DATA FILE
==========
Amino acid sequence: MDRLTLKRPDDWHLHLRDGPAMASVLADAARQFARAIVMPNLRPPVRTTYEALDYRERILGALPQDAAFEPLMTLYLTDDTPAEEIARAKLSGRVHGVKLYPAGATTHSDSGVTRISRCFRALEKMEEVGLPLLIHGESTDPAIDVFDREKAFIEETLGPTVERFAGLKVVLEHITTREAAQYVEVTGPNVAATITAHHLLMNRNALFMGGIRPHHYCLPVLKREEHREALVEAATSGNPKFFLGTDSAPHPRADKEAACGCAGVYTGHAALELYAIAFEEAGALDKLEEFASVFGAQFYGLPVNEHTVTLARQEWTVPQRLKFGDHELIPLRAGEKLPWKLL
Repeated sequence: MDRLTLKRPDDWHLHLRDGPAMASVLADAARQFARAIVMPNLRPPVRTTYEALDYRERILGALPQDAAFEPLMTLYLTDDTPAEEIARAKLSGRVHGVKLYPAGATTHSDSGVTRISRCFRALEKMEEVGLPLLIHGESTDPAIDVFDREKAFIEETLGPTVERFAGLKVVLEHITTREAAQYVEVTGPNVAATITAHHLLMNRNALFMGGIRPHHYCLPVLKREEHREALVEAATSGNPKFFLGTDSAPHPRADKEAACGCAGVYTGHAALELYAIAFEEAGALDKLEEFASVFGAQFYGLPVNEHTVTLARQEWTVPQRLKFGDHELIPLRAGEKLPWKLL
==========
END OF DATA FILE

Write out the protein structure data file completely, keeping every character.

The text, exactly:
Amino acid sequence: MDRLTLKRPDDWHLHLRDGPAMASVLADAARQFARAIVMPNLRPPVRTTYEALDYRERILGALPQDAAFEPLMTLYLTDDTPAEEIARAKLSGRVHGVKLYPAGATTHSDSGVTRISRCFRALEKMEEVGLPLLIHGESTDPAIDVFDREKAFIEETLGPTVERFAGLKVVLEHITTREAAQYVEVTGPNVAATITAHHLLMNRNALFMGGIRPHHYCLPVLKREEHREALVEAATSGNPKFFLGTDSAPHPRADKEAACGCAGVYTGHAALELYAIAFEEAGALDKLEEFASVFGAQFYGLPVNEHTVTLARQEWTVPQRLKFGDHELIPLRAGEKLPWKLL
Repeated sequence: MDRLTLKRPDDWHLHLRDGPAMASVLADAARQFARAIVMPNLRPPVRTTYEALDYRERILGALPQDAAFEPLMTLYLTDDTPAEEIARAKLSGRVHGVKLYPAGATTHSDSGVTRISRCFRALEKMEEVGLPLLIHGESTDPAIDVFDREKAFIEETLGPTVERFAGLKVVLEHITTREAAQYVEVTGPNVAATITAHHLLMNRNALFMGGIRPHHYCLPVLKREEHREALVEAATSGNPKFFLGTDSAPHPRADKEAACGCAGVYTGHAALELYAIAFEEAGALDKLEEFASVFGAQFYGLPVNEHTVTLARQEWTVPQRLKFGDHELIPLRAGEKLPWKLL